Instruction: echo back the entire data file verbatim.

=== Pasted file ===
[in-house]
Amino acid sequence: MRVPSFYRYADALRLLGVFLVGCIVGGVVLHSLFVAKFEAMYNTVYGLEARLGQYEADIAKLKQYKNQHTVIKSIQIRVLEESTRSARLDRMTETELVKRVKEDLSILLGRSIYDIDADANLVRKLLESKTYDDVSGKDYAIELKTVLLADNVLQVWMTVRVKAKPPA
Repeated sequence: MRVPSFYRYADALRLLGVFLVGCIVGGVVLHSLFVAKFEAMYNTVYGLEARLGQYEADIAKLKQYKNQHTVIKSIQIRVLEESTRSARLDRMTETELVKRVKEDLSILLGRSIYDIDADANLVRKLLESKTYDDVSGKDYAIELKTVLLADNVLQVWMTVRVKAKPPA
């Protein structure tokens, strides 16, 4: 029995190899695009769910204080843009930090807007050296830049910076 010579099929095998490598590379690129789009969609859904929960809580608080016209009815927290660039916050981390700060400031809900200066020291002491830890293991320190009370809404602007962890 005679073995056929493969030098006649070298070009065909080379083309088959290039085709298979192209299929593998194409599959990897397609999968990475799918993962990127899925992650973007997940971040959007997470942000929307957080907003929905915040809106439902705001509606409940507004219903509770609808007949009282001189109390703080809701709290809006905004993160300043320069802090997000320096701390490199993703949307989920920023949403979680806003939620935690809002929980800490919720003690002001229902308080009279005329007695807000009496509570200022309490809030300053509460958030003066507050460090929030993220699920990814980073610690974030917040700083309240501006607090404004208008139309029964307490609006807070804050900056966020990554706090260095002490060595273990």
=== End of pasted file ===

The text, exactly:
[in-house]
Amino acid sequence: MRVPSFYRYADALRLLGVFLVGCIVGGVVLHSLFVAKFEAMYNTVYGLEARLGQYEADIAKLKQYKNQHTVIKSIQIRVLEESTRSARLDRMTETELVKRVKEDLSILLGRSIYDIDADANLVRKLLESKTYDDVSGKDYAIELKTVLLADNVLQVWMTVRVKAKPPA
Repeated sequence: MRVPSFYRYADALRLLGVFLVGCIVGGVVLHSLFVAKFEAMYNTVYGLEARLGQYEADIAKLKQYKNQHTVIKSIQIRVLEESTRSARLDRMTETELVKRVKEDLSILLGRSIYDIDADANLVRKLLESKTYDDVSGKDYAIELKTVLLADNVLQVWMTVRVKAKPPA
């Protein structure tokens, strides 16, 4: 029995190899695009769910204080843009930090807007050296830049910076 010579099929095998490598590379690129789009969609859904929960809580608080016209009815927290660039916050981390700060400031809900200066020291002491830890293991320190009370809404602007962890 005679073995056929493969030098006649070298070009065909080379083309088959290039085709298979192209299929593998194409599959990897397609999968990475799918993962990127899925992650973007997940971040959007997470942000929307957080907003929905915040809106439902705001509606409940507004219903509770609808007949009282001189109390703080809701709290809006905004993160300043320069802090997000320096701390490199993703949307989920920023949403979680806003939620935690809002929980800490919720003690002001229902308080009279005329007695807000009496509570200022309490809030300053509460958030003066507050460090929030993220699920990814980073610690974030917040700083309240501006607090404004208008139309029964307490609006807070804050900056966020990554706090260095002490060595273990």